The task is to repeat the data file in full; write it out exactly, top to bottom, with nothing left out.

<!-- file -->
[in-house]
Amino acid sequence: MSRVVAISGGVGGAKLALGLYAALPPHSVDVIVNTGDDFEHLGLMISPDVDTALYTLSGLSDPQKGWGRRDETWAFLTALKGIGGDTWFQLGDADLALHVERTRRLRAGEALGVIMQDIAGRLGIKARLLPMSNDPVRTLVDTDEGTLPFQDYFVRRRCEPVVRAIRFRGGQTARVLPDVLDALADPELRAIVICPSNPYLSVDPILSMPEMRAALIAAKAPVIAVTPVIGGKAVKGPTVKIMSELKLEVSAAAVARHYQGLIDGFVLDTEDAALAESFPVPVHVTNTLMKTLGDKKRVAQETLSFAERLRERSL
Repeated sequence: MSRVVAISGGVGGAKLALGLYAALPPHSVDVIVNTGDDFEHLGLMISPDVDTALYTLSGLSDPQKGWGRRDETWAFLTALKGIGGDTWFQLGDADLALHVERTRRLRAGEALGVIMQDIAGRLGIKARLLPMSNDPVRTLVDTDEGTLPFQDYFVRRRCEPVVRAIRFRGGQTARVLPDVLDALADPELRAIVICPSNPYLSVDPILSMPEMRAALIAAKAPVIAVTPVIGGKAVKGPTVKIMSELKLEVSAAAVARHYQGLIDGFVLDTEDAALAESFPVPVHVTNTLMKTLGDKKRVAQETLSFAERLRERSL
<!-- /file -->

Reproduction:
[in-house]
Amino acid sequence: MSRVVAISGGVGGAKLALGLYAALPPHSVDVIVNTGDDFEHLGLMISPDVDTALYTLSGLSDPQKGWGRRDETWAFLTALKGIGGDTWFQLGDADLALHVERTRRLRAGEALGVIMQDIAGRLGIKARLLPMSNDPVRTLVDTDEGTLPFQDYFVRRRCEPVVRAIRFRGGQTARVLPDVLDALADPELRAIVICPSNPYLSVDPILSMPEMRAALIAAKAPVIAVTPVIGGKAVKGPTVKIMSELKLEVSAAAVARHYQGLIDGFVLDTEDAALAESFPVPVHVTNTLMKTLGDKKRVAQETLSFAERLRERSL
Repeated sequence: MSRVVAISGGVGGAKLALGLYAALPPHSVDVIVNTGDDFEHLGLMISPDVDTALYTLSGLSDPQKGWGRRDETWAFLTALKGIGGDTWFQLGDADLALHVERTRRLRAGEALGVIMQDIAGRLGIKARLLPMSNDPVRTLVDTDEGTLPFQDYFVRRRCEPVVRAIRFRGGQTARVLPDVLDALADPELRAIVICPSNPYLSVDPILSMPEMRAALIAAKAPVIAVTPVIGGKAVKGPTVKIMSELKLEVSAAAVARHYQGLIDGFVLDTEDAALAESFPVPVHVTNTLMKTLGDKKRVAQETLSFAERLRERSL